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Thread: Old eyes; bifocal question
02-20-2011, 10:40 PM #11
At least I'm not alone!
Now I just have to nip down to Montana and find an optician...
For $90 bucks a pair I can have a whole wardrobe of glasses! (Vs. $900 a pair)...
Seriously though...it's such a pain...you know how your eyes feel when you've done an all-nighter? Mine always feel kinda like that...55 g Goldfish Tank - 3 Fancies, 2 Comets
25 g Tropical Tank - Celestial Pearl Danio/Mixed
02-21-2011, 02:27 AM #12
I wear glasses be/c I have a problem with a weak right eye. If I hadn't gotten glasses I'd be totally blind on the right side by now. But mine are normal glasses (albeit with a thick right lens to make the eye work). And apparently that particular eye has a scar on the back of it.
The probability of being watched is directly proportional to the stupidity of the act
02-21-2011, 11:47 AM #13
0Originally Posted by johndoe222
10 years ago mine were $350. That was a plain pair of wire frames. Not even tinted and with no insurance on them.
02-21-2011, 01:27 PM #14
You're right Hobbs! I just got my new pair of glasses back. Now, I'm severely myopic.. and one eye is worse than the other. Throw in severe astigmatism and I'm as blind as a person who cant see very well at all.
My frames cost about 250 dollars and I opted for the cheapest polycarb lens I could buy. I wanted glass, since I think polycarb lenses are a scam. But whad'dya know.. they no longer offer glass.. hmmm
They tout polycarb lenses as being soo light and strong, and yes thats true..but they also get scratched very easily. Even if you take good care of them, they will get scratched.. microfibre cleaning cloth and all. And there lies the scam. Even all the expensive options aren't worth it. Transition lenses become permenantly discolored after a couple years and anti glare coatings become hazy and start flaking in the same timeframe. The solution? get your lenses changed of course (with all the options you are made to believe you absolutely need)
With glass lenses, yes theres a danger of them shattering upon impact, but Ive had glass lenses for many years and they were quite impact resistant. Not the ticking time bomb they would have you believe. Also, high refractive index glass lenses are quite thin and therefore not as heavy as you are made to believe. You get used to the negligible extra weight very quickly.
Glass lenses are also very durable. I have never gotten a scratch on a glass lens even after my glasses tumbled down some rocks. Finally, the optics are just superior. If polycarb lenses are so wonderful, how come all the superior optical equipment use glass?
Of course, why would they want you to buy something that would last you many years when they could sell you something that will ensure you come back in quarter the time
Last edited by Aeonflame; 02-21-2011 at 01:30 PM.
02-21-2011, 02:00 PM #15
I agree the plastic lenses scratch too easily...my last pair were horrible. I've been more careful with the ones I have now and they're in much better shape.
I never thought of it as a money grab though...I have a fear of wearing 'outdated' frames (thanks to my relatives never changing their frames until they had to because they broke...they'd only change out the lenses if the frames were still good...then the frames get discoloured, the nose pads turn yellow and green, and the grime just doesn't come out anymore...never mind the style! )...so I don't like to go more than 3 years without new frames...and yes, we have insurance that covers most of it or maybe I'd be hanging on to frames forever too...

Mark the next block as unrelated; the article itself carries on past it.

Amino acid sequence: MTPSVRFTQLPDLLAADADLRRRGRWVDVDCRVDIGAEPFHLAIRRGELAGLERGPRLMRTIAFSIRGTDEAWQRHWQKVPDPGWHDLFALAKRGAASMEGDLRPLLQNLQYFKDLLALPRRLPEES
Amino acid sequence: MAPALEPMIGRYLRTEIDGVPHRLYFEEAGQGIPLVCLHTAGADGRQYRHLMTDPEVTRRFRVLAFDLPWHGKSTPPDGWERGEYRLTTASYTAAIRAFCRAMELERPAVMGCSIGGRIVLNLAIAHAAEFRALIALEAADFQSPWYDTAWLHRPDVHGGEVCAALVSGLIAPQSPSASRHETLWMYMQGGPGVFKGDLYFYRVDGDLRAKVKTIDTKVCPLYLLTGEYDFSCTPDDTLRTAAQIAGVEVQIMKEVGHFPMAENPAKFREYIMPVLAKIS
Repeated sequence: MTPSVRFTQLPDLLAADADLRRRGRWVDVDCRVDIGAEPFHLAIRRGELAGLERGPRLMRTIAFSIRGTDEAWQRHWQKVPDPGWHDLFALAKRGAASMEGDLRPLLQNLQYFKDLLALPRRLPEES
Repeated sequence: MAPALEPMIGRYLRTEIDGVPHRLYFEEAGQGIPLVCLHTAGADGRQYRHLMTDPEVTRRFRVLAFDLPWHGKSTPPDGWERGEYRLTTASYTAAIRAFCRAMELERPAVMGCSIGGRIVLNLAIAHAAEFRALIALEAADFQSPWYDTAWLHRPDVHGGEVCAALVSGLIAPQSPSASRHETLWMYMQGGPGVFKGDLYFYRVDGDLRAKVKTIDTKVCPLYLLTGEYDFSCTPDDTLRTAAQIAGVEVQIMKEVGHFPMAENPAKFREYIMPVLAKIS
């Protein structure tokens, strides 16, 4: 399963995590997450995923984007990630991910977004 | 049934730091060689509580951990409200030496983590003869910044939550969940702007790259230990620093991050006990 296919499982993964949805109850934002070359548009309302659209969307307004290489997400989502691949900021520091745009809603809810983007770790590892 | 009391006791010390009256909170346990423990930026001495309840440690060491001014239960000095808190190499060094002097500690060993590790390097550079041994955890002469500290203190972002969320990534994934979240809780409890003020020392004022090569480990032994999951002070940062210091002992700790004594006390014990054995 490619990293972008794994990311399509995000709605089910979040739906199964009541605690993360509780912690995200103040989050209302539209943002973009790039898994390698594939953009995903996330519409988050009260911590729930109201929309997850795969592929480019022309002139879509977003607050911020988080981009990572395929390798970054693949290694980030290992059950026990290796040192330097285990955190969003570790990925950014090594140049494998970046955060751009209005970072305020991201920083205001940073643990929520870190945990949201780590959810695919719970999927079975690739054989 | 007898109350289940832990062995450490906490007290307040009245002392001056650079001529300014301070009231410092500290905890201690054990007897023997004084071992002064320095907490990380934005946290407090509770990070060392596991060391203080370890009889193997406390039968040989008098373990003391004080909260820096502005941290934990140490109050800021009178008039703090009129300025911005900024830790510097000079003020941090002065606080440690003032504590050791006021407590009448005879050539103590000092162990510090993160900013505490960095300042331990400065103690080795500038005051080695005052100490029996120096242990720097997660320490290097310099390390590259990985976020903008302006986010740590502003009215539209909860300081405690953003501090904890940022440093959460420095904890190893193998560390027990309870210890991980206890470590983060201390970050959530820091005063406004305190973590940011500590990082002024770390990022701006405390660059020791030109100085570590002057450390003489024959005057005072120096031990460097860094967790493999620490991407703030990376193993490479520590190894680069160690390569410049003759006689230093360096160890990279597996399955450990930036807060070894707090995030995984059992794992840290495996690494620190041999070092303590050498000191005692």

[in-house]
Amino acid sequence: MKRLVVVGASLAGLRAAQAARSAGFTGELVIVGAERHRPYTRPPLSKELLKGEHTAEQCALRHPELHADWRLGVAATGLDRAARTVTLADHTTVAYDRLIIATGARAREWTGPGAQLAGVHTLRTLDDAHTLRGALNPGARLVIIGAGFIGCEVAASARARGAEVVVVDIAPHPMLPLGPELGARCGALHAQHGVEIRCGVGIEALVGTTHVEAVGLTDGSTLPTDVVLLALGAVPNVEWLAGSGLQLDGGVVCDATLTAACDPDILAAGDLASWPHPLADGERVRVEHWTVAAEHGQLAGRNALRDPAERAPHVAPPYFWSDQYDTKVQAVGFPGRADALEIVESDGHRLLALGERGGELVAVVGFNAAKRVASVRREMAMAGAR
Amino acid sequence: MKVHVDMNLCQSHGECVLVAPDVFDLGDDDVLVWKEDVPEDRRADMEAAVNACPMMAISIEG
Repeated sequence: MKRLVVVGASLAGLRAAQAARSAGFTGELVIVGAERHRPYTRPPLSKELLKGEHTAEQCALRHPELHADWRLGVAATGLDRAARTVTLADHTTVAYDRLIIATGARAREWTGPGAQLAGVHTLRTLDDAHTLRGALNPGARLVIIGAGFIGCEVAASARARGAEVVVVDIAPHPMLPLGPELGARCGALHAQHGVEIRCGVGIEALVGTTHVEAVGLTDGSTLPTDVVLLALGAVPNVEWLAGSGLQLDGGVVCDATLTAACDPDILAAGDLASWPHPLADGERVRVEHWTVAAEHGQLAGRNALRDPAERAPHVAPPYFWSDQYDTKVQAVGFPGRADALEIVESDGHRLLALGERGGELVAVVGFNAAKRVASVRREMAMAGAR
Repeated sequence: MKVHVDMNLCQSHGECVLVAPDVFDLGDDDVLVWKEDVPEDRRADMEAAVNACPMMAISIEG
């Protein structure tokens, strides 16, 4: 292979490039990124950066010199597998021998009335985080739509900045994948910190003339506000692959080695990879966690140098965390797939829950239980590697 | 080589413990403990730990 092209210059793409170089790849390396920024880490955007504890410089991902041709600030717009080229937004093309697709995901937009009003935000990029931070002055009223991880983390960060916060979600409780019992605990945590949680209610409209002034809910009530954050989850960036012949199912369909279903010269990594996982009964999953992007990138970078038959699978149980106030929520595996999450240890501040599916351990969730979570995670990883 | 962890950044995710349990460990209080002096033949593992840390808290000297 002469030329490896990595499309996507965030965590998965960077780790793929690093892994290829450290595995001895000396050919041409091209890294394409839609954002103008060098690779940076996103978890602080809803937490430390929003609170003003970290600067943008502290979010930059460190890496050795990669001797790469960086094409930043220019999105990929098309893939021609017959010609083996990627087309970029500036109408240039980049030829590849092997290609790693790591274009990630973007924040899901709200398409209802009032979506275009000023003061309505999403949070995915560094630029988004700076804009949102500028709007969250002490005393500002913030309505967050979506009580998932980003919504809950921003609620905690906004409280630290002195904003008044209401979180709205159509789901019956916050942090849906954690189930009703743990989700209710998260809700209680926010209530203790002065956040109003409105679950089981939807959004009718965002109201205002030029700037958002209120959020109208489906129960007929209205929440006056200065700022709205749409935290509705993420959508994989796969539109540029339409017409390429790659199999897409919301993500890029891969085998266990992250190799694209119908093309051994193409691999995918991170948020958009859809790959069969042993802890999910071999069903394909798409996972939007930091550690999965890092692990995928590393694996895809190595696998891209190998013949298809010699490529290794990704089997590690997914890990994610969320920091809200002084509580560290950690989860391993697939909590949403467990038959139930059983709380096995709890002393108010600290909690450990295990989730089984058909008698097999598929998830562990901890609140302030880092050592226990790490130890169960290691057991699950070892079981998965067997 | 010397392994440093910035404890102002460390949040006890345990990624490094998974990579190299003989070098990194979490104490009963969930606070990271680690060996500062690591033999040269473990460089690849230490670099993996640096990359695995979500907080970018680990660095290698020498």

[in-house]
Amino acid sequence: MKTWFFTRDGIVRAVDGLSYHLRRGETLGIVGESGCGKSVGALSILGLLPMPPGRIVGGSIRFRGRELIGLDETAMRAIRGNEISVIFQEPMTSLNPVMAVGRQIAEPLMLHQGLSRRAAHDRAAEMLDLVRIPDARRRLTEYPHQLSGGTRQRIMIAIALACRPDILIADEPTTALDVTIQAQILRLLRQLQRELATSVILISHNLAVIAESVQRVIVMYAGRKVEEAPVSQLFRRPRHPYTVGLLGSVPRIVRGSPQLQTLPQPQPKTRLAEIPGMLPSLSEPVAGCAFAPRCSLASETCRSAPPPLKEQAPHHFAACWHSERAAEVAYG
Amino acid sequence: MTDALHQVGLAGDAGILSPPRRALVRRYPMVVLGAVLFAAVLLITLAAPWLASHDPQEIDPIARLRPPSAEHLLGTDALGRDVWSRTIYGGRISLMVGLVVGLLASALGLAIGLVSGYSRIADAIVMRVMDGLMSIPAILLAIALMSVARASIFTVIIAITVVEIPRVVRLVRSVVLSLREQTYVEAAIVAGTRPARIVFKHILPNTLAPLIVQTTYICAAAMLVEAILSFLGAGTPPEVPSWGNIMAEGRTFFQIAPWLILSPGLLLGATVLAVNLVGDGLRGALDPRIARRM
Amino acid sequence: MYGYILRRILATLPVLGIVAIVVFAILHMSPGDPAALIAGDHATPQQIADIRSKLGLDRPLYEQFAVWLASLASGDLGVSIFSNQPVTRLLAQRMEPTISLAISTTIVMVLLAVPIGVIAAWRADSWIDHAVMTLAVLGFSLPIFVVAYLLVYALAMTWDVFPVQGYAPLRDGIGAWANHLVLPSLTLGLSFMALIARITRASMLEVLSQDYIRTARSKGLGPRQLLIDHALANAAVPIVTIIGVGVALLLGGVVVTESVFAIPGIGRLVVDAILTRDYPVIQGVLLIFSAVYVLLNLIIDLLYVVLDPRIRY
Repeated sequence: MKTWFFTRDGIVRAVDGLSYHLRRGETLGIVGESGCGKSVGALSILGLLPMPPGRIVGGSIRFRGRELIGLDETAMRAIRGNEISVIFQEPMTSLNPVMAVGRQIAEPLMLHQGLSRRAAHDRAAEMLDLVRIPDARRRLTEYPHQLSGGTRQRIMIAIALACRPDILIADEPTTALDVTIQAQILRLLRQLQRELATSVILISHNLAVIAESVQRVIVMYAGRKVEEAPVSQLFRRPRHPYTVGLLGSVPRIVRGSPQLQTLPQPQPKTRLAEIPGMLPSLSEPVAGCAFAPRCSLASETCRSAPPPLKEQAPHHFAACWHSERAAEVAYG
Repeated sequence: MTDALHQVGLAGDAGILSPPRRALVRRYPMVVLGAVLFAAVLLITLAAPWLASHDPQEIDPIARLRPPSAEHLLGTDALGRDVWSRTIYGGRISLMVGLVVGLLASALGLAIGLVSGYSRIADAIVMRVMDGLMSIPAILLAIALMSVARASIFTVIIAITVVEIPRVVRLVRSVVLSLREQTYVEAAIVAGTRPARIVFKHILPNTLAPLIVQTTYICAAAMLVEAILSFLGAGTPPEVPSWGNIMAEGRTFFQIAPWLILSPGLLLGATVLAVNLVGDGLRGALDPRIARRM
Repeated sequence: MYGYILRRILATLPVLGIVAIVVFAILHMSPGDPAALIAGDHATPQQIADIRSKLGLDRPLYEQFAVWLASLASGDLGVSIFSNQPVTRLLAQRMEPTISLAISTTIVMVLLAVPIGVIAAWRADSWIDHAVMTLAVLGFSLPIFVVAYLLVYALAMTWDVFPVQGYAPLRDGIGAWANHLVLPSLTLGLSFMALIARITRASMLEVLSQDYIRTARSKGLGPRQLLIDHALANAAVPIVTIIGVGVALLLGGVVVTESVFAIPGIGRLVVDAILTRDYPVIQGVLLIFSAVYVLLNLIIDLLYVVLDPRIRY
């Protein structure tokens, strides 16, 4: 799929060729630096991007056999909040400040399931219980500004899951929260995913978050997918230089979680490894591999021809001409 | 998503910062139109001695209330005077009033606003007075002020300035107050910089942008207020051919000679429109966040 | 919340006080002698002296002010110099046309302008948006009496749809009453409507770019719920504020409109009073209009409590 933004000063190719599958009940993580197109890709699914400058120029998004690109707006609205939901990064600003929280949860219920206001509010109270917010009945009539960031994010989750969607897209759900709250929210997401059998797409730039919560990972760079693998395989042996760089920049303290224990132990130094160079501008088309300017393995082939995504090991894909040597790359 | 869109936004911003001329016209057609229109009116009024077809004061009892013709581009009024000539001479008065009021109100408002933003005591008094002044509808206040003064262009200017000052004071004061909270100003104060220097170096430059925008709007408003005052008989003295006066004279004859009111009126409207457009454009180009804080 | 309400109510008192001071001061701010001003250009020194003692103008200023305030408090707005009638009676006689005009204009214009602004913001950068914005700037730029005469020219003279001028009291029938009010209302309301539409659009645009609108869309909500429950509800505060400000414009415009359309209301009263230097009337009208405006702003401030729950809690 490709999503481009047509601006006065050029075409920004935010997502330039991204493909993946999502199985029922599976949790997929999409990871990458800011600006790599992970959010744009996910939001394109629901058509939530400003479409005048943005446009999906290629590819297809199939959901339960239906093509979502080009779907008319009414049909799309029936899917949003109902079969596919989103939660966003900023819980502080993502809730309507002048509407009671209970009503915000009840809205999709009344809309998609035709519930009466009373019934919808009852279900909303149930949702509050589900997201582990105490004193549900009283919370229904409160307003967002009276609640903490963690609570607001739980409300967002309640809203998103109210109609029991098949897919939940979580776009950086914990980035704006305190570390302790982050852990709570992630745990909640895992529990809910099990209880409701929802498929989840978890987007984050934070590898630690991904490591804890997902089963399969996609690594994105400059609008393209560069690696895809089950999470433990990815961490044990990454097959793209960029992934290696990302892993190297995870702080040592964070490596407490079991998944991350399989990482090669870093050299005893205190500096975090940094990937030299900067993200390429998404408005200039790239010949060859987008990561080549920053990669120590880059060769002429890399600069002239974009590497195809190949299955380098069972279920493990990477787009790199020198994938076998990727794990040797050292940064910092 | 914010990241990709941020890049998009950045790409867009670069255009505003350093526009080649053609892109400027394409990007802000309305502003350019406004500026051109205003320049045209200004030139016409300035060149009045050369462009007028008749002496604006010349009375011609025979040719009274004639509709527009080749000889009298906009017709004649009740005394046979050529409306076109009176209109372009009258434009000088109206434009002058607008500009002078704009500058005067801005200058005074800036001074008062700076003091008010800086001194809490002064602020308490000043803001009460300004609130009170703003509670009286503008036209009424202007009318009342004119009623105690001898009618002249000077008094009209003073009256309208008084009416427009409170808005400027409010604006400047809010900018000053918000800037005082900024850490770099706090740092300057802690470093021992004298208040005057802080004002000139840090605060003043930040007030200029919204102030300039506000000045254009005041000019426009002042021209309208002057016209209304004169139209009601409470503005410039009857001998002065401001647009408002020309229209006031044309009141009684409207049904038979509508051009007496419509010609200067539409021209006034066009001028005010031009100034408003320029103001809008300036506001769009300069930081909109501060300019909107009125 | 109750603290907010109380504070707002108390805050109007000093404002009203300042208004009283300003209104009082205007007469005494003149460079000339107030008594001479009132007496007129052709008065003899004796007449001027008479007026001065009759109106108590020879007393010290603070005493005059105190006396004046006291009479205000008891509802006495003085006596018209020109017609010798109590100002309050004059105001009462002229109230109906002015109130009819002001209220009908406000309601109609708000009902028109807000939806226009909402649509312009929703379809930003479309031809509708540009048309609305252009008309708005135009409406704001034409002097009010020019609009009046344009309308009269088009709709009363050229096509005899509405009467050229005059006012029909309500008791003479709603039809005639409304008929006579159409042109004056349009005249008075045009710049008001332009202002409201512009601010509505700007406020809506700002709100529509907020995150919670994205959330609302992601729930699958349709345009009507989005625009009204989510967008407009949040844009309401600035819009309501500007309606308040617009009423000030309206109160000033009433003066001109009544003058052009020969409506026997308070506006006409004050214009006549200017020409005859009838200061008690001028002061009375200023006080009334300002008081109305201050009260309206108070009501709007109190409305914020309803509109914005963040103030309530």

But...with my prescription, glass is too heavy and thick (they'd make permanent groves on the side of my nose)...I still have a pair of amazing 'coke-bottle' lenses (those were plastic to make them lighter) - they got me a LOT of attention (er, none of it good...children would point at me and cry)...so I am quite conscious of the frames.
I don't want trendy, stand out frames either! Just something quietly in-style...55 g Goldfish Tank - 3 Fancies, 2 Comets
25 g Tropical Tank - Celestial Pearl Danio/Mixed
02-21-2011, 04:37 PM #16
Well, I guess that means my glasses with the packing tape holding one bow on is not cool any longer. Only now and then does my hair get stuck to the tape and chunks get ripped out of my head.
I was reading an article once about these smanzy frames we get. Most come from China and cost the eye clinic $8 a pair. *sigh
02-21-2011, 04:46 PM #17
I recently bought glasses at walmart. All my insurance covered was part of the appointment and not anything for glasses. I only payed $80 for the pair of lenses and the frame. I tried contacts before and loved them but kept getting eye infections so I went back to glasses.
29 gallon-planted community
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02-21-2011, 05:30 PM #18
IME bifocals are more trouble than they are worth, I also had a hard time adjusting to look through the different parts of the lens. I use a regular near-sighted scrip for everyday, and soon I will have to pick up a pair of reading glasses, but for now its easier to just take them off to read a book. Both my parents do the switching between the two as well.
In the end though its best to go with whatever you are most comfortable, you are going to be wearing them a lot of course.
I know a guy so I get my glasses at cost, and yes they are very cheap for them to buy and make the lenses, they way overcharge average joe imo.
02-21-2011, 05:34 PM #19
02-21-2011, 08:36 PM #20
Just a comment that I've read in Detroit papers.
Thin glass lenses are available, in Canada. Breakage is always a danger, but the coke bottle bottom can be replaced with what will appear to be just a standard lens.
Also, nose pads are easily replaced. Generally a dollar or two for fresh flexible silicone.